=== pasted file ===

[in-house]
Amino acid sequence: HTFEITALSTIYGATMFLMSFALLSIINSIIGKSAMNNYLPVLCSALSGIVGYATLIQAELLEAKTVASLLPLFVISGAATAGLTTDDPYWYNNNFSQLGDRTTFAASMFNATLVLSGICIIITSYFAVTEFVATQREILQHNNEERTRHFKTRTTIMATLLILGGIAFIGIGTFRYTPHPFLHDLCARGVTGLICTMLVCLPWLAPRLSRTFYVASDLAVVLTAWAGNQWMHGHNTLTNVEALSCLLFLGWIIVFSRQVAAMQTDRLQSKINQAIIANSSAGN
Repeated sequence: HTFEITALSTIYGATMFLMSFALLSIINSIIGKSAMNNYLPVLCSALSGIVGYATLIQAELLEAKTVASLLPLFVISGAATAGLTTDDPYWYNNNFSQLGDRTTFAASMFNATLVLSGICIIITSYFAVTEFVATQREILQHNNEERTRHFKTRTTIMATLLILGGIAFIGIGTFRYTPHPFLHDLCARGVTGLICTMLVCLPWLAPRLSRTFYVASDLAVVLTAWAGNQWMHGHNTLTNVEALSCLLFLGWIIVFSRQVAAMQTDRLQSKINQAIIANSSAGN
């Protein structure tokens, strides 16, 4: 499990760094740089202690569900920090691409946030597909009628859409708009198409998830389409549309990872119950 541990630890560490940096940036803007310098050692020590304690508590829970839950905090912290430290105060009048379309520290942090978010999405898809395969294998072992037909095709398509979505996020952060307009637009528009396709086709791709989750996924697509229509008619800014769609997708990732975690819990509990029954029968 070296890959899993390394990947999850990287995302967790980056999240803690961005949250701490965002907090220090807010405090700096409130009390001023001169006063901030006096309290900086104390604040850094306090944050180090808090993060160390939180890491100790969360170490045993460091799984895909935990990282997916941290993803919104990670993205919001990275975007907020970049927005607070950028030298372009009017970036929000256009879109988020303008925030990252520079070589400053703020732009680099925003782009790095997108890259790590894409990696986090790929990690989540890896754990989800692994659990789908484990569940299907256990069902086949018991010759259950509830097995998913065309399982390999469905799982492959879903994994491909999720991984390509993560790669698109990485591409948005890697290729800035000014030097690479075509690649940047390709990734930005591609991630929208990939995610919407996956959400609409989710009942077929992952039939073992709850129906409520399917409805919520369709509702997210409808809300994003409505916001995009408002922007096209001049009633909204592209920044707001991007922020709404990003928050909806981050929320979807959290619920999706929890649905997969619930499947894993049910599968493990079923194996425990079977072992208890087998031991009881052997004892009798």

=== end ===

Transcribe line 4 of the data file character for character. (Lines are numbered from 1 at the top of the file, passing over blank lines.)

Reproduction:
């Protein structure tokens, strides 16, 4: 499990760094740089202690569900920090691409946030597909009628859409708009198409998830389409549309990872119950 541990630890560490940096940036803007310098050692020590304690508590829970839950905090912290430290105060009048379309520290942090978010999405898809395969294998072992037909095709398509979505996020952060307009637009528009396709086709791709989750996924697509229509008619800014769609997708990732975690819990509990029954029968 070296890959899993390394990947999850990287995302967790980056999240803690961005949250701490965002907090220090807010405090700096409130009390001023001169006063901030006096309290900086104390604040850094306090944050180090808090993060160390939180890491100790969360170490045993460091799984895909935990990282997916941290993803919104990670993205919001990275975007907020970049927005607070950028030298372009009017970036929000256009879109988020303008925030990252520079070589400053703020732009680099925003782009790095997108890259790590894409990696986090790929990690989540890896754990989800692994659990789908484990569940299907256990069902086949018991010759259950509830097995998913065309399982390999469905799982492959879903994994491909999720991984390509993560790669698109990485591409948005890697290729800035000014030097690479075509690649940047390709990734930005591609991630929208990939995610919407996956959400609409989710009942077929992952039939073992709850129906409520399917409805919520369709509702997210409808809300994003409505916001995009408002922007096209001049009633909204592209920044707001991007922020709404990003928050909806981050929320979807959290619920999706929890649905997969619930499947894993049910599968493990079923194996425990079977072992208890087998031991009881052997004892009798």